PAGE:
“We are writing to express serious concerns with respect to recent developments,” the countries said in the letter seen by Reuters. Four diplomats confirmed its authenticity.
“Restriction on civil society risks affecting Pakistan’s international reputation as a genuine partner on human developments and undermining confidence of the international donor and business community,” they said in the letter.
Neither Khan’s office nor the foreign ministry had any immediate comment on the letter, which was signed by envoys from the United States, Canada, Japan, Australia, Norway and Switzerland.
The European Union ambassador signed on behalf of the 17 EU countries with missions in Pakistan, including Britain and France.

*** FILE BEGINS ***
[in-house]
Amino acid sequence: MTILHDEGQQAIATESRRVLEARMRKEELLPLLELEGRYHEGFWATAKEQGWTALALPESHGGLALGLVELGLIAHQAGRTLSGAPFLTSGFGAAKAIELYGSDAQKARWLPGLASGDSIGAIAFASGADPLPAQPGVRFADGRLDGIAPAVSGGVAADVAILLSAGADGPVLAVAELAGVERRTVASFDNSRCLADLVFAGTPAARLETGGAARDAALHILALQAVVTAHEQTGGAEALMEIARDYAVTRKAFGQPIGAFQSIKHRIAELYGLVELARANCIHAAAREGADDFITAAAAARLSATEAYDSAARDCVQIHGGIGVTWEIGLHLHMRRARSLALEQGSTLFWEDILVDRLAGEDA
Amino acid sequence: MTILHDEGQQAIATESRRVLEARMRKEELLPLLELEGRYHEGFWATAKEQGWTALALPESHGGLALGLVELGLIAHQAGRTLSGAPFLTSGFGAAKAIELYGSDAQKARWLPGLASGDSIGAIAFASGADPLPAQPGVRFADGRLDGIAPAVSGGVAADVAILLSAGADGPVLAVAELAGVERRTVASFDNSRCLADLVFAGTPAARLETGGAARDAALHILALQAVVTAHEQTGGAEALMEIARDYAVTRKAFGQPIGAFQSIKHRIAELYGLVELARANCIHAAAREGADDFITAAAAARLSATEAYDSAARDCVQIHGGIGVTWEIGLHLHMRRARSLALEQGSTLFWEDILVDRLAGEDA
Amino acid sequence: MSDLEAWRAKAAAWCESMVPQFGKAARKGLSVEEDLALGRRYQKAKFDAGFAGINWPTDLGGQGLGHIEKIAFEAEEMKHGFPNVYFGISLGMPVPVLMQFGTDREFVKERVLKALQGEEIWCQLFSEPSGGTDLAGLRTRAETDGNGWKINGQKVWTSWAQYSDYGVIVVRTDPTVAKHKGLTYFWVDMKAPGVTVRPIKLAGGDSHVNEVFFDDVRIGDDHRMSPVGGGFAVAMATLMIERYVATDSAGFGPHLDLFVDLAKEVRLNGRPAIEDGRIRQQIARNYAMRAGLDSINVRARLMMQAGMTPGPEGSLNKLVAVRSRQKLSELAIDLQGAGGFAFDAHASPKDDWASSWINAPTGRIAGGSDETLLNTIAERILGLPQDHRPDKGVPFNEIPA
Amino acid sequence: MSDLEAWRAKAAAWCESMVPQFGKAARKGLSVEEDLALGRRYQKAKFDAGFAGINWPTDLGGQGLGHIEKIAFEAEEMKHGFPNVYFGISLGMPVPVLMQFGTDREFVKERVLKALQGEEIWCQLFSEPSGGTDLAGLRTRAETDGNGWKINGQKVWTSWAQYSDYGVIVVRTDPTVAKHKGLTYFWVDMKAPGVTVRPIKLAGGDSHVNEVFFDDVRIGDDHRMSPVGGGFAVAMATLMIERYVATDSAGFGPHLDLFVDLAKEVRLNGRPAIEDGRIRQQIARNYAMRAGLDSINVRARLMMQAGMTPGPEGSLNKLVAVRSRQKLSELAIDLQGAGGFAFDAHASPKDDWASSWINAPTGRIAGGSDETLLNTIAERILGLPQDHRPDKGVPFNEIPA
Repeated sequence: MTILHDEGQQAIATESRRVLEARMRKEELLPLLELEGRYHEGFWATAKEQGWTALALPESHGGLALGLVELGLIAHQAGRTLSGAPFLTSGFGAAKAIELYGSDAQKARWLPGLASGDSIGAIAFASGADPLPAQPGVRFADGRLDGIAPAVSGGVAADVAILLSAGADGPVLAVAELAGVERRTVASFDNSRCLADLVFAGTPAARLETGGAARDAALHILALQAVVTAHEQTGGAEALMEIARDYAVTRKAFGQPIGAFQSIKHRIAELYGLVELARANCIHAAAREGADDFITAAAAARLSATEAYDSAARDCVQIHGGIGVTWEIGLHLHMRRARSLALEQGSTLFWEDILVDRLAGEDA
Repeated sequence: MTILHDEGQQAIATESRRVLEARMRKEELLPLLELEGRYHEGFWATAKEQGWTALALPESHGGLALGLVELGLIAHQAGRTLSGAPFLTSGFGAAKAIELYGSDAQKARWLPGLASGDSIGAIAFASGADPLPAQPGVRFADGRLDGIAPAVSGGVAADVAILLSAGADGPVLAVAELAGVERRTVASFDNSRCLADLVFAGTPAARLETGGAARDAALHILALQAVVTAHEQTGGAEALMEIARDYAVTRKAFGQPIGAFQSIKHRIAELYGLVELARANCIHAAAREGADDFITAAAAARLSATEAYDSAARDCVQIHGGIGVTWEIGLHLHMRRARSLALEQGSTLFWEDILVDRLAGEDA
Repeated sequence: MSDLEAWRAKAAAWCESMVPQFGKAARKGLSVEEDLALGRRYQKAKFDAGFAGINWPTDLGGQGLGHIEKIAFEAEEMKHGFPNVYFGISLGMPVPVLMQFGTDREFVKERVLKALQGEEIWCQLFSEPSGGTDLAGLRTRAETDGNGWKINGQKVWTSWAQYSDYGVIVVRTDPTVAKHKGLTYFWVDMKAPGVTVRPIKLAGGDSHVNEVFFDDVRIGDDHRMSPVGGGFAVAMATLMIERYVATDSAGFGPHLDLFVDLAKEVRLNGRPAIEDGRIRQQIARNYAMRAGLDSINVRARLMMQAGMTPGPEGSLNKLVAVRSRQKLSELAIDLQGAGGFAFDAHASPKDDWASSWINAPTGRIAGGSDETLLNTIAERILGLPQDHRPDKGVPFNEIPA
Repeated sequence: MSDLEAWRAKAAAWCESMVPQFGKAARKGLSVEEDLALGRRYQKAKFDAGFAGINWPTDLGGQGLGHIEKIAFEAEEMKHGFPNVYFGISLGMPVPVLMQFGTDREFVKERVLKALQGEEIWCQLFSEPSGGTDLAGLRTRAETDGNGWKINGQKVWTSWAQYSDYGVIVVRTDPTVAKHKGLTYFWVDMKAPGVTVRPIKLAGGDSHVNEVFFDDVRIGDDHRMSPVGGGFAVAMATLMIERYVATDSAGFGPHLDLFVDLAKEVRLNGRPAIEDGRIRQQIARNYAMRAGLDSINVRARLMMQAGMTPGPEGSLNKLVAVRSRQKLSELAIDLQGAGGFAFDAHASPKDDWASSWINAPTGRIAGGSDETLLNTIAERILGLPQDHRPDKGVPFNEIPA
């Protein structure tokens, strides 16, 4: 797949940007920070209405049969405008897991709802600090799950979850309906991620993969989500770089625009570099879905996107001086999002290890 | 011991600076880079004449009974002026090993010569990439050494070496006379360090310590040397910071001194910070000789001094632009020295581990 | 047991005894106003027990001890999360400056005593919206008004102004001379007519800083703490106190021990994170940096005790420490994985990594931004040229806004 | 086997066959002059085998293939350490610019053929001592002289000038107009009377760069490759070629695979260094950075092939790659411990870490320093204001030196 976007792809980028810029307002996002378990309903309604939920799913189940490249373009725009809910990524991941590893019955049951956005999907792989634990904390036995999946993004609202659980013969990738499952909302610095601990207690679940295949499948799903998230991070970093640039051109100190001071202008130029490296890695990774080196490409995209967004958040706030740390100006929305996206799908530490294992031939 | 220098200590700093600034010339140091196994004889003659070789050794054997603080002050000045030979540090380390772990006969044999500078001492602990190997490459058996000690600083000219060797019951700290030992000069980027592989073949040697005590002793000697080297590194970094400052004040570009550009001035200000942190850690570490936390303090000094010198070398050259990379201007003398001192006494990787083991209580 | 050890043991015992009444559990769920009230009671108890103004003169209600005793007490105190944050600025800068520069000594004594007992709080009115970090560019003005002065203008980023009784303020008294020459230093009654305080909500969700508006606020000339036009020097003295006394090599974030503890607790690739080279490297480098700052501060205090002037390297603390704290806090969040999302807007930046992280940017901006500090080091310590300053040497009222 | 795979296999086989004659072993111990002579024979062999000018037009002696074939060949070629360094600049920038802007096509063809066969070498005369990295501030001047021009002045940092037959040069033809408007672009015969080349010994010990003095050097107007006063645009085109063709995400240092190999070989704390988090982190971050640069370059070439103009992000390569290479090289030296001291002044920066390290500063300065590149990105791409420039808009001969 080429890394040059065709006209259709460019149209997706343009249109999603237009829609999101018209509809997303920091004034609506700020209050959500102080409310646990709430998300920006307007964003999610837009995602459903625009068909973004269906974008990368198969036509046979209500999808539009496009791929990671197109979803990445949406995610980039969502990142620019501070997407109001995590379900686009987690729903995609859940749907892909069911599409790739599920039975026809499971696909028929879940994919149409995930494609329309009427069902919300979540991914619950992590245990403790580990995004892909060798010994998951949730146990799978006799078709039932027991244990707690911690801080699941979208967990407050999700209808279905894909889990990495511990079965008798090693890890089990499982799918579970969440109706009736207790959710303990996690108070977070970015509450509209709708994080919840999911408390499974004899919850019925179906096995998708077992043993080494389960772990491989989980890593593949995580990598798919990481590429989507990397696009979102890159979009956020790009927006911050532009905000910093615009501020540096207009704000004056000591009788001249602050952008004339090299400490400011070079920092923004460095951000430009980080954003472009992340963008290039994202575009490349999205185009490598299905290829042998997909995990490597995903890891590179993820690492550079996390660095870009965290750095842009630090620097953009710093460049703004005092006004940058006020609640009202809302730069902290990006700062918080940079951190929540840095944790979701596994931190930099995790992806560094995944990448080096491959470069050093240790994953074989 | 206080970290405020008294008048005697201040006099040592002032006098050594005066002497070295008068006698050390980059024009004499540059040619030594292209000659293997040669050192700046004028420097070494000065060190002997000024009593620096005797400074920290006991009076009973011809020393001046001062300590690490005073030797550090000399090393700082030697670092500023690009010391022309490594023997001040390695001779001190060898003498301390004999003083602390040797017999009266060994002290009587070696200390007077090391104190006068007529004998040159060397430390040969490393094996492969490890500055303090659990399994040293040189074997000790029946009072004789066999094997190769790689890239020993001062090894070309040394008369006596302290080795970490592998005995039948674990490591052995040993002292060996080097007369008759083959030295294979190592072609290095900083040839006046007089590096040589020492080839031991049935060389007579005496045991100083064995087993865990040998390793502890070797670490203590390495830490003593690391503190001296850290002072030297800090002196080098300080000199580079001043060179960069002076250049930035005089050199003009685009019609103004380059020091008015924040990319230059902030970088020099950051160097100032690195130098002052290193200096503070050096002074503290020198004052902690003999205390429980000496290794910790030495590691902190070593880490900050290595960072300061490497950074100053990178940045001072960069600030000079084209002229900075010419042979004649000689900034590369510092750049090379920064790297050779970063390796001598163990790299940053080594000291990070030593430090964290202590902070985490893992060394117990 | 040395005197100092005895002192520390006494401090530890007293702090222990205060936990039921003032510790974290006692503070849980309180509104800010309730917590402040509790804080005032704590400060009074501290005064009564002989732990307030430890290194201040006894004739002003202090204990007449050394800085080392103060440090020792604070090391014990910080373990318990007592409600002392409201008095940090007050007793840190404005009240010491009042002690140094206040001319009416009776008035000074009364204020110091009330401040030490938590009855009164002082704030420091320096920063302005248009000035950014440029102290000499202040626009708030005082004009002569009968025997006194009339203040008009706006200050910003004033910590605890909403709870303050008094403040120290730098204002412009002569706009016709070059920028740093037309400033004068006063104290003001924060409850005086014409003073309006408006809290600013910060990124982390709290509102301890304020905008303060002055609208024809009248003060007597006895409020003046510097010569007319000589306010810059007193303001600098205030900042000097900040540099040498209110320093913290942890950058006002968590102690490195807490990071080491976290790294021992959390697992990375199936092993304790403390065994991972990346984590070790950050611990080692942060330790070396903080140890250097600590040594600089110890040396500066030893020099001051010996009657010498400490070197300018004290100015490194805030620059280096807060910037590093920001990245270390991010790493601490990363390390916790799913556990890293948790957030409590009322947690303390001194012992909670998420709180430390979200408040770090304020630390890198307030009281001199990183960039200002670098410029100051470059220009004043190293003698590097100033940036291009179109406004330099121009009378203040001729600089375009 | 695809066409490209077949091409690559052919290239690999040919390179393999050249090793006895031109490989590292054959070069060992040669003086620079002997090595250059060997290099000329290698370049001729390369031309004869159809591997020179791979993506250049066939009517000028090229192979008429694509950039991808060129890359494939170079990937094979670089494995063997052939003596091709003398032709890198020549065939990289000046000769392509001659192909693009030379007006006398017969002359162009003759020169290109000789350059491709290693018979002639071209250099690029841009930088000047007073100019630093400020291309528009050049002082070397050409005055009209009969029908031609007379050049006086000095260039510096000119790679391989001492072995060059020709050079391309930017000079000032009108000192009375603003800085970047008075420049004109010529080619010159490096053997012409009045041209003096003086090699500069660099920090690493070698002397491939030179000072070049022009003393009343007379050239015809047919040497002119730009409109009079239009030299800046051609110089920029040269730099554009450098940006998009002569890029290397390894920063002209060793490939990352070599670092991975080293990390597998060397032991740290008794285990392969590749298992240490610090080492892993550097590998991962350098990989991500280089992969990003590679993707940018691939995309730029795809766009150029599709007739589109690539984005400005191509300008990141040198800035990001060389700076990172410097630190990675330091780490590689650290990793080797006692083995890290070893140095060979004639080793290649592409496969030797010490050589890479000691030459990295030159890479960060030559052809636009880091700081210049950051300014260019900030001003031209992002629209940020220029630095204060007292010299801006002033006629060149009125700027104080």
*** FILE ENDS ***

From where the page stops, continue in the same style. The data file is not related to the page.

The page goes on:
A similar letter was sent to the Interior Ministry in September, diplomatic sources say.
The 18 aid organizations were appealing against their expulsion orders, issued late last year to 27 non-governmental organizations (NGOs) in all.
The Western envoys said the impact of expelling the groups would be “significant,” and warned that it would imperil some of development goals championed by Khan, who was elected in July on a populist platform to help the poor.
“Restricting INGO operations will affect millions of poor Pakistanis. In 2017 alone, the INGO sector reached 34 million people with humanitarian relief and development assistance,” the counties aid in their letter, referring to international NGOs.
“This will mean thousands of Pakistanis employed by INGOs and local partners may lose their jobs.”